HTML5 isn't the problem. Hardware that hobbles Web code is, Firefox maker says.
Web apps have had suffered a few recent setbacks. Over the summer, social game developer Wooga said it was abandoning an HTML5 project because the technology was not there yet. And Facebook, with much fanfare, rewrote its iOS app using native iOS code rather than HTML5 to make it more responsive. In addition, the company's long-rumored mobile HTML platform known as Project Spartan remains unreleased, suggesting renewed appreciation for the benefits of native code.
During the TechCrunch Disrupt conference in September, Facebook CEO Mark Zuckerberg said, "I think the biggest mistake we made as a company is betting too much on HTML5 as opposed to native." Despite subsequent clarification that HTML5 isn't being abandoned, supporters of Web technology have felt the need to engage in damage control.
So it is that Mozilla wants to reassure developers and Internet users that the Web continues to be a compelling software platform and that the Web is a safe bet for future projects. In a blog post Thursday, Christian Heilmann, principal evangelist for HTML5 and the open Web, attempts to dispel what he sees as the myths about HTML5's potential and capabilities.
Heilmann likens native apps to tailored suits, because they're optimized but not flexible. He points out that native apps are tied into hardware-based business models: Software upgrades often require hardware upgrades, or vice versa. Web apps tend not to demand hardware upgrades. As an example, he cites Apple's iOS 6 update, which forced users to abandon the older Google-powered version of the iOS Maps app for a version that Apple itself has acknowledged is inferior.
Web technology is competitive with native technology, or would be, Heilmann suggests, if hardware markers didn't put their fingers on the scales. "HTML5 applications are treated by mobile hardware developed for iOS and Android as second class citizens and don't get access to the parts that allow for peak performance," he observed.
This situation may not last much longer: Mozilla has proposed a set of Web APIs to standardize how Web apps can access hardware in a secure manner. The first devices to implement these APIs will be phones running Firefox OS, scheduled for release early next year. Whether Apple, Google and Microsoft want their mobile operating systems to treat Web apps as equals to native apps remains to be seen.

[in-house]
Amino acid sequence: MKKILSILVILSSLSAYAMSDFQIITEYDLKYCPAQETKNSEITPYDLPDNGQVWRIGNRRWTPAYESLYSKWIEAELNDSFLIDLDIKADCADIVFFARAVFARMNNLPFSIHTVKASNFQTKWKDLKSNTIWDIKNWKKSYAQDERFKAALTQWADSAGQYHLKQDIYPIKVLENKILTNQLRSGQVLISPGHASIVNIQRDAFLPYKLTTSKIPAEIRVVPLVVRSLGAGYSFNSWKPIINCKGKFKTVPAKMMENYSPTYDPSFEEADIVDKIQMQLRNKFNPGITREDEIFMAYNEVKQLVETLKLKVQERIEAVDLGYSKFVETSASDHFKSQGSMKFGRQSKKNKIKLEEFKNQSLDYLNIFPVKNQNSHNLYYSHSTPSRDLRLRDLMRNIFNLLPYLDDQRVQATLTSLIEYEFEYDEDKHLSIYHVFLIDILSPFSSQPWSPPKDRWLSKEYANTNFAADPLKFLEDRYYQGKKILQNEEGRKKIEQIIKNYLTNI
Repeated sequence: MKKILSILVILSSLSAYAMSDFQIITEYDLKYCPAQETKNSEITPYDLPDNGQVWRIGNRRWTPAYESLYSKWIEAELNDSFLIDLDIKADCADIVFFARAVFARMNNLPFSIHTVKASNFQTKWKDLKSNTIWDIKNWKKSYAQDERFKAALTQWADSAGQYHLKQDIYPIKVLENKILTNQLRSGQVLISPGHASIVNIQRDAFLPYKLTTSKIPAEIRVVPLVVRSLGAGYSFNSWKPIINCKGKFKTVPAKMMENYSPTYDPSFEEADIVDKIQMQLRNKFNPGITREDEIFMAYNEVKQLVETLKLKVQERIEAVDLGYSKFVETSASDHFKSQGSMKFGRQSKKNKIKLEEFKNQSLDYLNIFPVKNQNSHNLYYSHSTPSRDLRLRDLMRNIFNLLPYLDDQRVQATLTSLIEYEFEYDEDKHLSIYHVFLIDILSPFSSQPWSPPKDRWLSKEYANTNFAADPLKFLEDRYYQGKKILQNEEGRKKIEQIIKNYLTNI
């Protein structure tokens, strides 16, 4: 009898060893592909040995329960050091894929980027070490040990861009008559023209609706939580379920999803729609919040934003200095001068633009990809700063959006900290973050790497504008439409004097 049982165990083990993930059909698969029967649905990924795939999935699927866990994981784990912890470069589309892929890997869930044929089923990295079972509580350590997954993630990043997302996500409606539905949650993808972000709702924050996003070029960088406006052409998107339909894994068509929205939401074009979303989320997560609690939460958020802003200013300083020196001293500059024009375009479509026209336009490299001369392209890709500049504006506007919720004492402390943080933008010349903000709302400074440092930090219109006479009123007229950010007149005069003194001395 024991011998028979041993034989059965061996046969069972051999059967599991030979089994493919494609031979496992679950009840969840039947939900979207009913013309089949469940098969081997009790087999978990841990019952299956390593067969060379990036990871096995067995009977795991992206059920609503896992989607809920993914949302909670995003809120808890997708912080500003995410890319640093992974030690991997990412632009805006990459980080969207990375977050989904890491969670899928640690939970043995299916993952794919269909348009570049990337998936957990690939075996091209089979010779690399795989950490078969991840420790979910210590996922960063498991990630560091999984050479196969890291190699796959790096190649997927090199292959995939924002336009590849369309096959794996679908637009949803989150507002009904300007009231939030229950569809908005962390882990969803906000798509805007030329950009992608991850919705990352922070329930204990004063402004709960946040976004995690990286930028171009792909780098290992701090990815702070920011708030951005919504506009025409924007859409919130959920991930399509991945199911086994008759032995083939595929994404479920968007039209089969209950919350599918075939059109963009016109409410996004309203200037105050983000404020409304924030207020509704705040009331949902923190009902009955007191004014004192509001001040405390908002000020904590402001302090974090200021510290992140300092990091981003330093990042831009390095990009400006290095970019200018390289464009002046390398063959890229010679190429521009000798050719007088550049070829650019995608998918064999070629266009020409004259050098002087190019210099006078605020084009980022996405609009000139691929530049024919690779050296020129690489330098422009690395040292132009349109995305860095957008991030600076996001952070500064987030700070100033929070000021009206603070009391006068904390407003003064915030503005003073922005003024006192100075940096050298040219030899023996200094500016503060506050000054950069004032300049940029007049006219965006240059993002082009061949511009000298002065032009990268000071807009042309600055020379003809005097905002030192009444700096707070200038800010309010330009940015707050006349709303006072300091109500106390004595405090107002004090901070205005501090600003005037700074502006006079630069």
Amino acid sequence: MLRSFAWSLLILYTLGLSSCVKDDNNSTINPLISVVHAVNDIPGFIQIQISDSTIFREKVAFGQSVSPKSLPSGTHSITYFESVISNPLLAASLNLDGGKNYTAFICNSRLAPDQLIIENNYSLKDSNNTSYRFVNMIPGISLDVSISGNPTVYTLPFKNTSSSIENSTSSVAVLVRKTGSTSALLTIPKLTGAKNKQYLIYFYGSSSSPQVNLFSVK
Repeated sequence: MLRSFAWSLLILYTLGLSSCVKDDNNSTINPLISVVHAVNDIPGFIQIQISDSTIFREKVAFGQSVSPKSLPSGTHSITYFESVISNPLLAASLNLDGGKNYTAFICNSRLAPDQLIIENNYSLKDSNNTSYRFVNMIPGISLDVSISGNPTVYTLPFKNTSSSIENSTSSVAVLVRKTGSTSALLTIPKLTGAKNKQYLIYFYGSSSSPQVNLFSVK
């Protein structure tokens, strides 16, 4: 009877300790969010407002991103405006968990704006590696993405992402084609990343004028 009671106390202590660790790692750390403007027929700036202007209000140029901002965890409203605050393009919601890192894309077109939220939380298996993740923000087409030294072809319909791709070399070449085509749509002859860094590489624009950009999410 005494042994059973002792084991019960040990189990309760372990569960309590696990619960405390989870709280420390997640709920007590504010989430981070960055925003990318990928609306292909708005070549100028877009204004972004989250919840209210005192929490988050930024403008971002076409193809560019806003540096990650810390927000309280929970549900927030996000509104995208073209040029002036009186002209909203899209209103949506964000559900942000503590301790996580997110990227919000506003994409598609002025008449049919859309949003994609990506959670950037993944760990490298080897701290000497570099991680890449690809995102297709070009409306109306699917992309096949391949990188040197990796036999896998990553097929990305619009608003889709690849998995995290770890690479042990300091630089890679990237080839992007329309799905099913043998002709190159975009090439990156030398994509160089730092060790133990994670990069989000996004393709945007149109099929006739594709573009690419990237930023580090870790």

Heilman dismisses other misconceptions, such as the belief that Web apps can't be monetized. After pointing out the obvious -- that websites do make money in a variety of ways -- he poses a rhetorical question: Which strategy is better, he asks, "betting on one closed environment that can pull your product any time it wants, or distributing over a world-wide, open distribution network [that also provides access to] the closed shops as well?"
Heilmann misses one reason that developers have come to prefer native apps to Web apps: the slim possibility for free marketing support. Among iOS developers in particular, everyone hopes that Apple's reviewers will adore his or her app and feature it in a prominent place in the App Store, thereby ensuring widespread exposure and significant downloads. Favorable Google Play placement can also serve as effective marketing for Android app makers.
When you release an app on the Web, however, you're on your own. Maybe Mozilla's newly opened Firefox Marketplace will change that equation.
Web apps do have distinct advantages over native apps. As Heilmann points out, they can be written once and deployed anywhere, they can be shared easily with just a URL, they're built on multi-vendor standards, they can be easily updated and they can adapt to their environment through responsive design.
Back in 2009, Google's Vic Gundotra said, "The Web has won." Unfortunately, for those betting on the open Web, victory hasn't put an end to the fighting.
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